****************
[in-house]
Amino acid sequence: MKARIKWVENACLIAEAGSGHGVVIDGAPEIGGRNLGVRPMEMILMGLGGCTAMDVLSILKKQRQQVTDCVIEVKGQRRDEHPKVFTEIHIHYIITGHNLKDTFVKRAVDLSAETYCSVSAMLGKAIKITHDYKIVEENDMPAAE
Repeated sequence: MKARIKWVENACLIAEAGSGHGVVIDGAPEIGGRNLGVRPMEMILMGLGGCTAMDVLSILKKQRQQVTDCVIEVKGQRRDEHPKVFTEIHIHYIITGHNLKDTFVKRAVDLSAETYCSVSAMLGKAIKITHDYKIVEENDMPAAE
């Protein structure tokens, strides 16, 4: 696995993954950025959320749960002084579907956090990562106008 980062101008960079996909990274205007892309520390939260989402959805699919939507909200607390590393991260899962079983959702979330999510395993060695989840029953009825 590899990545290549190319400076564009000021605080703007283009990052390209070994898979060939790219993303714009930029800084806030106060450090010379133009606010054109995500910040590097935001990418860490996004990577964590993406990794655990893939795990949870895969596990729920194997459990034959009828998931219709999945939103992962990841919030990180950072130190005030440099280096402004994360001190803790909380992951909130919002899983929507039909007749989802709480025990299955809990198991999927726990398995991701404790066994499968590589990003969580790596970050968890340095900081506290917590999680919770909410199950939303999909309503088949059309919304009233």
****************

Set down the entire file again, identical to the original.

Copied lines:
[in-house]
Amino acid sequence: MKARIKWVENACLIAEAGSGHGVVIDGAPEIGGRNLGVRPMEMILMGLGGCTAMDVLSILKKQRQQVTDCVIEVKGQRRDEHPKVFTEIHIHYIITGHNLKDTFVKRAVDLSAETYCSVSAMLGKAIKITHDYKIVEENDMPAAE
Repeated sequence: MKARIKWVENACLIAEAGSGHGVVIDGAPEIGGRNLGVRPMEMILMGLGGCTAMDVLSILKKQRQQVTDCVIEVKGQRRDEHPKVFTEIHIHYIITGHNLKDTFVKRAVDLSAETYCSVSAMLGKAIKITHDYKIVEENDMPAAE
């Protein structure tokens, strides 16, 4: 696995993954950025959320749960002084579907956090990562106008 980062101008960079996909990274205007892309520390939260989402959805699919939507909200607390590393991260899962079983959702979330999510395993060695989840029953009825 590899990545290549190319400076564009000021605080703007283009990052390209070994898979060939790219993303714009930029800084806030106060450090010379133009606010054109995500910040590097935001990418860490996004990577964590993406990794655990893939795990949870895969596990729920194997459990034959009828998931219709999945939103992962990841919030990180950072130190005030440099280096402004994360001190803790909380992951909130919002899983929507039909007749989802709480025990299955809990198991999927726990398995991701404790066994499968590589990003969580790596970050968890340095900081506290917590999680919770909410199950939303999909309503088949059309919304009233």